The Hummingbird

I’m not a nature girl at heart. Although I grew up in the country, and I currently live in the country in Alexander Valley, most of my adult life was spent in cities, and I am much more urban at my core. Because of that, I don’t regularly go to the woods or pasture or ocean to clear my head. It’s not my first instinct. Every time I allow myself to pay attention to that natural world, though, it cuts through to something true and deep.

Yesterday my partner Sabrina and I were sitting out on the deck having a smoke. (Yes, I’m a Buddhist who smokes. I know that’s almost as bad as saying you’re a serial killer in Northern California; let’s just say quitting is on my list, but a lot of other things are on the list, too. I’m working on it.)

Anyway, back to the deck. We have a hummingbird feeder off to one side, and we are constantly entertained by a pair of hummingbirds who swoop in for drinks, and chase each other off, trying to establish dominance over the territory. But as we were sitting out there, a tiny little hummingbird that we hadn’t seen before came flying up, and landed right near our heads, perching on a small mobile we have that is made of a red glass bottle with various baubles and wire. He was so close to us, we were practically holding our breath in order to not scare him away.

The little guy seemed plumb tuckered out, and even though we eventually moved slightly, he did not take off, which struck us both as unusual behavior. Sabrina finally stood up and approached him, and still he did not move. We realized he was just a baby. He looked like he was suffering in the 110 degree heat; Sabrina thought some of the sugar water from the feeder might help revive him. But it was across the deck, and the tiny bird made no move in that direction. He appeared almost too feeble to make the journey.

Then I said, “Why don’t you bring the feeder to him?” Sabrina looked at me like I was crazy. I knew she was thinking, “He’ll never let me come up that close!” But she shrugged, and went to get the feeder. I sat enthralled as she brought it back over, and directly to our little hummingbird. Not only did he stay put, he immediately began to drink out of the feeder. She was handfeeding a baby bird! He stayed for a few more moments, drinking several times, then, physically rejuvenated, he took off, fluttering tentatively across the yard.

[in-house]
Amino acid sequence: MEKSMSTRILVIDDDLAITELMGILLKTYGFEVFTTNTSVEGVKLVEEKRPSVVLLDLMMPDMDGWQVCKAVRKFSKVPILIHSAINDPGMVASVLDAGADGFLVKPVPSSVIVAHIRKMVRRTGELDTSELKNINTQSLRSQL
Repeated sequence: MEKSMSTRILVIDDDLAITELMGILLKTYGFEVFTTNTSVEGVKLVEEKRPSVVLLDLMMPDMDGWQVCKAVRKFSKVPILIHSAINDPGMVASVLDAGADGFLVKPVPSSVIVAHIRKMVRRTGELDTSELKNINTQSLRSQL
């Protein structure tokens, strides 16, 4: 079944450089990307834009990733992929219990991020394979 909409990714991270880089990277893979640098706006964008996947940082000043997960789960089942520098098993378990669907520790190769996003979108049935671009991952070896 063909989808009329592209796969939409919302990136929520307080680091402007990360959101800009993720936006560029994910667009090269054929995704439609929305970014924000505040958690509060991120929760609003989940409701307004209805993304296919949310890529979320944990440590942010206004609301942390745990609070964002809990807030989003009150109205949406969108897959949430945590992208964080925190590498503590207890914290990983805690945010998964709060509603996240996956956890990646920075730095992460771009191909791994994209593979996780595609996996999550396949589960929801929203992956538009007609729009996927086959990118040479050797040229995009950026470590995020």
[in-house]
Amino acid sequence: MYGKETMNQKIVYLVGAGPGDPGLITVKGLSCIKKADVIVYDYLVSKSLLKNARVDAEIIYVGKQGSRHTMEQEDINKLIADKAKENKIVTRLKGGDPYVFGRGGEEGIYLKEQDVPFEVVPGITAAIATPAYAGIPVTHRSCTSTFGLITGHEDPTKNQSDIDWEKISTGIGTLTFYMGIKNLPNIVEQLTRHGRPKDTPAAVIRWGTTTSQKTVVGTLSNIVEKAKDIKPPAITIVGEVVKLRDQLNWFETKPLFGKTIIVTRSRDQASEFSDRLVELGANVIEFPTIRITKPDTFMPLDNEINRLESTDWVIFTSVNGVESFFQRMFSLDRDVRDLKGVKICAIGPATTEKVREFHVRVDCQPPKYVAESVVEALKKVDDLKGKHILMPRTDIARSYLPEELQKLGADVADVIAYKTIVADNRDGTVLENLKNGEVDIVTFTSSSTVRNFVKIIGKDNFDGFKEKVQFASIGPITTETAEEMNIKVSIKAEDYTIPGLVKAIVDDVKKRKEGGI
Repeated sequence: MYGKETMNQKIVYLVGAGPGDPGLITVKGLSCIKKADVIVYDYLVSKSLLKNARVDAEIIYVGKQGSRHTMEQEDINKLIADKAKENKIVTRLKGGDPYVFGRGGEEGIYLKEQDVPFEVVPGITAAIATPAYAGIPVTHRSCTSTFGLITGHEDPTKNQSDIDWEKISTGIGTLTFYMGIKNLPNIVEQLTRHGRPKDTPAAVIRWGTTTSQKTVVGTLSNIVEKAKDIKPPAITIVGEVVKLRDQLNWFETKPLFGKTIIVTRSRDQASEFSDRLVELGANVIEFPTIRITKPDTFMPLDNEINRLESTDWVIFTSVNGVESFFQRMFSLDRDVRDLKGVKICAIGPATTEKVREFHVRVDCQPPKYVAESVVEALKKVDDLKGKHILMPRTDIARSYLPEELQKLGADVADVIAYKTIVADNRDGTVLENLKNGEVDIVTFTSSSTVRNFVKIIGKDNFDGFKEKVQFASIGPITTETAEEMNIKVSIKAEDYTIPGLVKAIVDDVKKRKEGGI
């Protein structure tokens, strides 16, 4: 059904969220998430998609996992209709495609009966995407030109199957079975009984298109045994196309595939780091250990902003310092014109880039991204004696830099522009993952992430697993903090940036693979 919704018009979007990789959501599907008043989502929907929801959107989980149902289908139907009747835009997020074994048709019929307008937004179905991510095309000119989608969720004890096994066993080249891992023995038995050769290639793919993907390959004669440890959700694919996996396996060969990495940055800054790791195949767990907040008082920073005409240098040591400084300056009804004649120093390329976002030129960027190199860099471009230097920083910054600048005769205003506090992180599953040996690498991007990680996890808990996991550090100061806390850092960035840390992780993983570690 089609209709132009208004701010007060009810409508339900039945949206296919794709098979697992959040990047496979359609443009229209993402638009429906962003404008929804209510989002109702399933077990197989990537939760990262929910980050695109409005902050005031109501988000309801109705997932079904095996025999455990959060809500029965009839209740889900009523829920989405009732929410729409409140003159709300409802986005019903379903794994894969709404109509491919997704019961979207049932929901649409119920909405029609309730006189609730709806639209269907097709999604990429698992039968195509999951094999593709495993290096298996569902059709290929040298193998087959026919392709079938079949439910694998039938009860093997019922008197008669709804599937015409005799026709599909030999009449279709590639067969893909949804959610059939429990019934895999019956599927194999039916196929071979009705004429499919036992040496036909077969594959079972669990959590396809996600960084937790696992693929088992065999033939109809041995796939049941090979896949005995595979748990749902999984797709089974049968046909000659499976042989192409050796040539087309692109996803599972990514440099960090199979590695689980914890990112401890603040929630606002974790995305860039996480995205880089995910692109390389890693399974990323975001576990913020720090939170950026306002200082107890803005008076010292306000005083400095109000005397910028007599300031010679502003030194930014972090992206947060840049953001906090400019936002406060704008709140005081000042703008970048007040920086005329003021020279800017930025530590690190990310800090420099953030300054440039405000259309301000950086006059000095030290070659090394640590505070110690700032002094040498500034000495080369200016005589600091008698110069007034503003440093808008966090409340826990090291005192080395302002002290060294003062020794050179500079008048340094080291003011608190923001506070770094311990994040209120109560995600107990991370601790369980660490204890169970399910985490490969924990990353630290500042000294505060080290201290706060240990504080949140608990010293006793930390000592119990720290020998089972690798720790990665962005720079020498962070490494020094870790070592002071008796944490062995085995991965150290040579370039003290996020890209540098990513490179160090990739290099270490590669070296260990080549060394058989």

It was only after he had gone that we looked in each other’s eyes, and fully realized the sweet little gift that had just been given to us. We had been completely wrapped up in that moment of watching, caring, and feeding. It was a direct experience.

Suzuki-roshi said, “When you study something with your whole mind and body, you will have direct experience.” And he reminds us, too, of what Dogen said: Mountains and rivers, earth and sky – everything is encouraging us to attain enlightenment.

Mountains and rivers, earth and sky…and baby hummingbirds.

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  1. hummingbirds beat their wings 70 times per minutes & most of them fly to Mexico & back every year.

  2. Really lovely, Michelle. All three essays. I have added you to my bookmarks and look forward to following the blog.

    P.S. Mary Oliver informs my work as well!
    P.P.S. Ask me about my hummingbird story some time…they are amazing creatures, indeed.

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